In the year 2019, more than 38,000 people lost their lives in auto accidents; another 4.5 million incurred serious injuries that required medical attention. Almost 6.5 million car crashes were reported in the last year and at least 40,000 were fatal in nature. The economic damages caused by traffic accidents in the U.S every year exceed $200 billion. The rate of car fatalities has slightly decreased since previous years, yet the number is still alarming. In most road accidents, one party/driver is primarily at fault; hence, the party that has minimum or no liability can claim compensation.
Robert Brown, who is a personal Injury Attorney in New York tells us about some of the most common injuries suffered by victims in auto accidents:
Whiplash is among the most common injuries associated with car crashes, and usually occurs with rear end accidents. It involves a sudden jerk or whipping movement of the neck, causing the head to sway back and forth involuntarily. Whiplash injuries are very painful, as they put severe pressure on the tendons and ligaments around the neck. These injuries take ample time to heal and victims may have to wear a neck brace for a while. Whiplash injuries do not involve broken bones, but they cause damage to muscle and soft tissues.
Sprains and Strains
Sprains and strains are among the less serious injuries of a car crash. They occur at various joints along the limbs and neck. Sprains and strains are caused due to insufficient space for body movement during an accident. Your body might cramp into one place or hit hard against a surface of the car during collision. Sprained/strained ankles, knees, wrists, toes, fingers, elbows, shoulders, etc. inhibit joint rotation and body movement.
Head injuries are high-risk injuries, especially if the impact cracks or pierces the skull. When the head hits the steering wheel, dashboard, or windshield during a crash, the victim is most likely to experience a concussion; headache, wooziness, external bleeding, nausea, and short-term memory loss are common symptoms. Head injuries require immediate medical attention, as there is the possibility of brain damage. If the skull remains intact, head injuries are able to heal faster and dodge perpetual impairment.
TBI (Traumatic Brain Injury)
Head wounds that cut too deep can cause traumatic brain injuries. Brain damage is lethal and many people die of it, if not transferred to an emergency in due time. Brain damage can lead to permanent disabilities, paralysis, or a coma. TBIs cause lasting effects on the functionality of the brain, leading to memory, speech, muscle coordination, and sleep problems.
Fractures and Broken Bones
Fatal car accidents apply immense force on the human body, causing bones to fracture or break under unnatural pressure. Broken ribs, arms, and legs are extremely painful; they can occur in front, rear, and sideways collisions. Some broken bones or fractures can be healed with a cast, whereas more severe breakage may require replacement or repair of bone via surgery.
Spinal cord injuries occur when the body twists, bends, or turns abnormally during an accident. Backbone injuries can lead to long-term discomfort, partial paralysis, or a permanent disability. Herniated disc is a condition where one or more of the pine’s vertebrae are dislocated or ruptured. This can cause complications and the repair of the spinal cord may require insertion of artificial discs.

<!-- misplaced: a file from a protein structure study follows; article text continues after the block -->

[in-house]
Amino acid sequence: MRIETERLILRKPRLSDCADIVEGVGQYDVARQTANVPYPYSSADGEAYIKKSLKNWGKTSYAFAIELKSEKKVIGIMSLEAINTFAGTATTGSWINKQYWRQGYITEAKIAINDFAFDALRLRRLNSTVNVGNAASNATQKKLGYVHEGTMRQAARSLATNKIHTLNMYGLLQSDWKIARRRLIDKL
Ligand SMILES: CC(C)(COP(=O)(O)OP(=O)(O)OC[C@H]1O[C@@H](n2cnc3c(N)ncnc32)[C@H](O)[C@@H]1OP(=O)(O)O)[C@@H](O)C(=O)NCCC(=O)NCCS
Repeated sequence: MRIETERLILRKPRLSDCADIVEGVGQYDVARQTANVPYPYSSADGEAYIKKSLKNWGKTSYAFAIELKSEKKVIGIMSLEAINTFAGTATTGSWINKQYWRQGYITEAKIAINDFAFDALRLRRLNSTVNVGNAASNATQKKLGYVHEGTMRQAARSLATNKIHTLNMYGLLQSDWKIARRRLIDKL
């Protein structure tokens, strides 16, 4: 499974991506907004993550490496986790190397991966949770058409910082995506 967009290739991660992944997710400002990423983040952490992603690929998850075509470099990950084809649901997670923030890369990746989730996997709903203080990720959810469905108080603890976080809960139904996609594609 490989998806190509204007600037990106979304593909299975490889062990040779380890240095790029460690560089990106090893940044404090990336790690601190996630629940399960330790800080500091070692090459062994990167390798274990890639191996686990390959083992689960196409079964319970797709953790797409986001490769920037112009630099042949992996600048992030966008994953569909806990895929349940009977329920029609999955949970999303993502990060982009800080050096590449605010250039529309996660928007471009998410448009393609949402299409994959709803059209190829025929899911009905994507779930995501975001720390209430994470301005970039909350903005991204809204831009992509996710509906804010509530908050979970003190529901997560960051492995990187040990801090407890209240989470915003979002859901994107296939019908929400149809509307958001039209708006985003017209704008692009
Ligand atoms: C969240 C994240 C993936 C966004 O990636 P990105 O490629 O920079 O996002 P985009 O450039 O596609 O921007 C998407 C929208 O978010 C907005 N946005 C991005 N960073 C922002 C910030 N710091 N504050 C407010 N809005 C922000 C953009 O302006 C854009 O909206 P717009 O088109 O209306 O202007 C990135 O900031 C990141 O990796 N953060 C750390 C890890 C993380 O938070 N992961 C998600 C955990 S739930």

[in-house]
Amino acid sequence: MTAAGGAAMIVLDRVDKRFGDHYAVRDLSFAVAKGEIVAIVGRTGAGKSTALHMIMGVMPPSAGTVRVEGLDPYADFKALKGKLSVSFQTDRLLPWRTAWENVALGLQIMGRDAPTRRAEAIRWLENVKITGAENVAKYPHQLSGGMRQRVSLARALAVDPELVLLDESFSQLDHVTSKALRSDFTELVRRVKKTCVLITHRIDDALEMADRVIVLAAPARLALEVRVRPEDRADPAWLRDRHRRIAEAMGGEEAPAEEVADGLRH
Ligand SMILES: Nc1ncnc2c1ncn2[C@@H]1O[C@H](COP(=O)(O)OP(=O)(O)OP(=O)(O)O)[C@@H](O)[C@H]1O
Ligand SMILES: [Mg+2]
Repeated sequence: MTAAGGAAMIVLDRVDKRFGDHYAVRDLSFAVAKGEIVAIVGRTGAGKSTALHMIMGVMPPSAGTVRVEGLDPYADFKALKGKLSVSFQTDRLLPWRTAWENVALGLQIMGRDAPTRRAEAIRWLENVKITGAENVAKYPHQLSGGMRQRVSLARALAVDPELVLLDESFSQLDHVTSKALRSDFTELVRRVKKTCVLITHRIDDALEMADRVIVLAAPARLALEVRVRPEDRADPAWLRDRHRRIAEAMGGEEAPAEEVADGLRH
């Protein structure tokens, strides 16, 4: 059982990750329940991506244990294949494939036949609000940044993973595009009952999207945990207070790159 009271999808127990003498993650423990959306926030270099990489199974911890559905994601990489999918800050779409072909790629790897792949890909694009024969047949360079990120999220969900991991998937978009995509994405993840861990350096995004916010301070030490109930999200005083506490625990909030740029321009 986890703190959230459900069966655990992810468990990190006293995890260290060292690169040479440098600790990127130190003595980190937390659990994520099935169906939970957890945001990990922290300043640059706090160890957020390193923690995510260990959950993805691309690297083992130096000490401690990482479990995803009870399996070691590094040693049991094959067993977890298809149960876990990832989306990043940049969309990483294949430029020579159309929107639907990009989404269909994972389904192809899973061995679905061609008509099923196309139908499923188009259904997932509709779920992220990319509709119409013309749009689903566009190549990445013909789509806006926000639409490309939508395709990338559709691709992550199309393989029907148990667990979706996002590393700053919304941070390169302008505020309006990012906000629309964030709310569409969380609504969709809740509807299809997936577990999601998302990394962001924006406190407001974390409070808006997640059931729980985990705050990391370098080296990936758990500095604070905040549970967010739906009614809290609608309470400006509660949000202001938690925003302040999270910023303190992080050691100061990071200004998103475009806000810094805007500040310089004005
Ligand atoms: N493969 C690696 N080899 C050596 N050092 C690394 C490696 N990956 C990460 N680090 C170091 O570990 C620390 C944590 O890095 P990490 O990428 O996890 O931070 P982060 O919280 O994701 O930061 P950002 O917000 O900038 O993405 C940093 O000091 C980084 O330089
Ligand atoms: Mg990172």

Scrapes, Cuts, Lacerations and Bruises
Car accident injuries that affect the outer layers of the skin can be categorized as scrapes, cuts, bruises, or lacerations. These injuries may not penetrate across skin, but pain and blood loss are still evident. They are caused by friction, abrasion, stabbing, or puncture by rough and/or pointy objects within the vehicle. In some case scenarios, the driver/passenger may fall out of the vehicle and skid/get dragged along a pavement. Sometimes broken shards of glass penetrate into deeper layers and damage soft tissue. Some bruises are minor and do not require medical attention. However, bleeding may indicate the need for stitches or bandaging. All wounds need to be sterilized and enclosed to avoid impediments.
High impact collisions sometimes result in explosions or cause cars to catch fire. First-degree burns are treatable by OTC medications, whereas second-degree burns may require a visit to the hospital. Second-degree burns appear glossy due to dripping body fluids and leave undying scars. Big fires or prolonged exposure to toxic chemicals may result in third degree burns. Victims of third degree burns require intensive care; surgery or skin drafts are typical for effective healing or restoration.
Internal bleeding is difficult to diagnose and are potentially life threatening. Even if you look fine on the outside after an accident, it is necessary to be checked by a doctor to detect any internal bleeding. Common symptoms of internal bleeding include dizziness, numbness, shortness of breath, acute vision problems, vomiting, weakness, abdominal pain, and low blood pressure.
Auto accident injuries are not limited to physical damages, and they greatly influence the mental state of an individual. About 40% of car accident survivors undergo PTSD (Post Traumatic Stress Disorder). Pain and suffering are the primary elements of this psychological condition. Victims may find it impossible to return to a normal way of life after going through a near-death experience. Patients of car accident PTSD may fear driving or sitting in a car again. They become depressed because of the haunting memories, flashbacks, and nightmares of the accident.